When it was over, the audience did not leap to its feet. On Broadway, a standing ovation is practically a reflex. But this Broadway audience was too moved to leap to its feet. Many of us were too moved to move at all. An usher had to ask us to vacate our seats. A transformative art experience is not always met with cheers.

In fact, if you’ve really struck an audience to the soul, they will likely not be able to hoot and holler. A transformative art experience is usually so personal to an audience that they may not be keen to talk about it, they may not tell all their friends, they may just want to keep it to themselves. A transformative art experience may not draw a crowd, it may not generate a profit for its producers, it may not make a big noise. It may shine briefly in the firmament before winking into memory. But it will continue to do its transformative work for a long time after it has faded. The magic of Indecent is that it both shows us that story of continuation and is likely to be that story as well.

The marketing department for the show seems to be trying to boost sales to this show by talking about why #ArtMatters and while this is perfectly in line with what I took from the show, a hashtag feels like such a diminishment of what is actually at stake. This is not a hashtag sort of experience. It’s not an instagram moment. It’s not suited for 140 characters.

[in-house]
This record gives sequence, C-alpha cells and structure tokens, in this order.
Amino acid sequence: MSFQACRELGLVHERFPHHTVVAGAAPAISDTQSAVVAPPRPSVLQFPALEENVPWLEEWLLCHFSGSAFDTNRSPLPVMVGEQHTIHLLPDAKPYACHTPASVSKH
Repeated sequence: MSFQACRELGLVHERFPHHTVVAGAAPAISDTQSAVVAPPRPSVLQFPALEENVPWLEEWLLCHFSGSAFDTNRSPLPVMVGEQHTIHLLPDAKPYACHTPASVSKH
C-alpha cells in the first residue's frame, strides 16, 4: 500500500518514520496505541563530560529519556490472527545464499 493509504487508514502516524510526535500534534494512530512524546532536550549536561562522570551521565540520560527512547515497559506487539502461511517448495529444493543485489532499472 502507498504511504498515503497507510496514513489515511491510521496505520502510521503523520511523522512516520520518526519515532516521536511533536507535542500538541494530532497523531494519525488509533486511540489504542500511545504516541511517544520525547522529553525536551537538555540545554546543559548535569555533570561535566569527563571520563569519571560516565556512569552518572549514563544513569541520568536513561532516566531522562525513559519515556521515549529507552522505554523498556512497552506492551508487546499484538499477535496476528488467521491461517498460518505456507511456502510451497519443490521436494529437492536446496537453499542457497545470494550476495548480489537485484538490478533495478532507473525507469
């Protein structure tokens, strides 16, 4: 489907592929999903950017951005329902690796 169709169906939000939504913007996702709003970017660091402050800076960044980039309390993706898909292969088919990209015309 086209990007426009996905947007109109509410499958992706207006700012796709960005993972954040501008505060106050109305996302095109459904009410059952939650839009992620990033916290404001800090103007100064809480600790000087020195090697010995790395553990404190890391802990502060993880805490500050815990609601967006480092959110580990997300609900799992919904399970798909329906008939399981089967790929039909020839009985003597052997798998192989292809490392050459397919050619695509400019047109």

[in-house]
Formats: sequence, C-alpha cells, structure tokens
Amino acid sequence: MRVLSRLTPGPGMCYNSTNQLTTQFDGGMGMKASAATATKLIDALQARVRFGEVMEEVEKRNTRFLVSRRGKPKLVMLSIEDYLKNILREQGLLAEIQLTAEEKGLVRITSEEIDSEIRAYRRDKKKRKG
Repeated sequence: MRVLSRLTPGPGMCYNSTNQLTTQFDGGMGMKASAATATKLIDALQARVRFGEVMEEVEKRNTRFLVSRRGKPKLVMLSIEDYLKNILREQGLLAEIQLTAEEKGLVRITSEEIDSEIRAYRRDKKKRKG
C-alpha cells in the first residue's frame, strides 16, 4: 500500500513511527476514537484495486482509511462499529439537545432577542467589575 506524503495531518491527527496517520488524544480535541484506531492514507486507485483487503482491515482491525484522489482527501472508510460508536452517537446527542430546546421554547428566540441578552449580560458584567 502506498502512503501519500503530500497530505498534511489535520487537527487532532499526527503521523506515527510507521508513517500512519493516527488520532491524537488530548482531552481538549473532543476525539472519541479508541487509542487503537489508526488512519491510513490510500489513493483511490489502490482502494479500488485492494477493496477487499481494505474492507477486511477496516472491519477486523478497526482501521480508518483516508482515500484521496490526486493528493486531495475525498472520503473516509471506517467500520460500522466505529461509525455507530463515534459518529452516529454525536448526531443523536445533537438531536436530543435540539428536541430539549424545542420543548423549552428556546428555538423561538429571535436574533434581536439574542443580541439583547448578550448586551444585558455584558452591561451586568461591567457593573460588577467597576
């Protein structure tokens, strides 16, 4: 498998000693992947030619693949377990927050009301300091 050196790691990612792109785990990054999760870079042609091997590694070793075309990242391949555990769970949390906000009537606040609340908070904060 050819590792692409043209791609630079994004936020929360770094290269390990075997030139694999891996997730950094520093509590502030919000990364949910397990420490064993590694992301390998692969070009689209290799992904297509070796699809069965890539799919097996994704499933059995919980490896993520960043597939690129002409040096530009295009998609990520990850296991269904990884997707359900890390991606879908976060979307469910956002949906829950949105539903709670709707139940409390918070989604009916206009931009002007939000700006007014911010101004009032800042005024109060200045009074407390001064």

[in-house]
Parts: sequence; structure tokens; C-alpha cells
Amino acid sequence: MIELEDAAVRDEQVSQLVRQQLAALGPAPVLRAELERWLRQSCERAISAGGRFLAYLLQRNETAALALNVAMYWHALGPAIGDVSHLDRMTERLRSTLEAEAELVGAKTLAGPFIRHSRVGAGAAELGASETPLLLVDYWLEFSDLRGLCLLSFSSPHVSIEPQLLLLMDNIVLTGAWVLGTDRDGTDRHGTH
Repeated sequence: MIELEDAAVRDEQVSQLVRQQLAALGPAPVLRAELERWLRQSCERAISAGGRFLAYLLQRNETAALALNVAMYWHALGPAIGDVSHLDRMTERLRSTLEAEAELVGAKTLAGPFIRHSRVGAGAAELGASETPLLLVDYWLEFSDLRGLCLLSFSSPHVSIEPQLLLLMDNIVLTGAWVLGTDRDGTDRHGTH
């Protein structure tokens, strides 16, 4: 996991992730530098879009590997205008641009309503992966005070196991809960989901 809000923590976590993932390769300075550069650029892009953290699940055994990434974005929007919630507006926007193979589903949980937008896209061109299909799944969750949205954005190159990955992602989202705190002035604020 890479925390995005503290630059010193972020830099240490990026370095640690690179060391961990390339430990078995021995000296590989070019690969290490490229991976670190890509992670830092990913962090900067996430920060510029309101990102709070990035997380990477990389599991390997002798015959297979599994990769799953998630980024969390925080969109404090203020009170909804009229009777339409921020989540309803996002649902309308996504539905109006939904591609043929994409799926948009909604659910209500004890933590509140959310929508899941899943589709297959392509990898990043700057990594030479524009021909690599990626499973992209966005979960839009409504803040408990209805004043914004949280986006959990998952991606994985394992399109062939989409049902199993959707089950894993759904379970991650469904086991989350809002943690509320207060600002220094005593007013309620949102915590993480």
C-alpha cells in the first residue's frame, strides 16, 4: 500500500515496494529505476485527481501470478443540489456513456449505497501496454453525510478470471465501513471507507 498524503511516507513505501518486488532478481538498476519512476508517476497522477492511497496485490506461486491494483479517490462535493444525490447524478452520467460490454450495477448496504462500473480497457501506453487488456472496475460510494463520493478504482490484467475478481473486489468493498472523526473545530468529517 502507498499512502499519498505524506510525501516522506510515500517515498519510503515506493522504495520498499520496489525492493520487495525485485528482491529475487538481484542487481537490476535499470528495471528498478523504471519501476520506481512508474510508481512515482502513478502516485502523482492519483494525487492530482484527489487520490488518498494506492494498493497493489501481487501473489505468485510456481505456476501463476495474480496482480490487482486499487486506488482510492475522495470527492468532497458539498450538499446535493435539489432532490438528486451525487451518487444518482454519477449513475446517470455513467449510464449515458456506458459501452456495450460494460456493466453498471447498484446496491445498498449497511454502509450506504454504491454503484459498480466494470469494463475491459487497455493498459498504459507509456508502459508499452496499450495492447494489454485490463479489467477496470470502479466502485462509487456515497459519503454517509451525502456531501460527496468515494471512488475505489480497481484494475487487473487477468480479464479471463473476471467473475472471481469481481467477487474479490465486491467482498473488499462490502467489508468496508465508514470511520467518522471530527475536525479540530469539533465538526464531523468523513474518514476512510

But certainly art matters. And this show helps remind us how much it can matter. And aside from all the mattering it does, it also made me want to keep working at being a better artist. Indecent helped me see how a lifetime in the theatre could refine and invigorate the form. There are so many moments in my theatre life that make me want to give up, that make me question whether I’ve dedicated my life to the wrong art. Over the years, I’ve seen so much crap, so much compromise, so much ego, so much selling out, so much shady dealing, so much sexism, so much racism, so much shouting, so much soullessness. There have been so many times that I’ve wondered why I continue to let theatre break my heart. Because theatre breaks my heart pretty much every time I put on another show and each time I do, I ask myself again, “Why do I do this? Why do I put myself through this agony? Why do I think I love theatre when it clearly doesn’t love me?” And then I saw this show and I remembered why.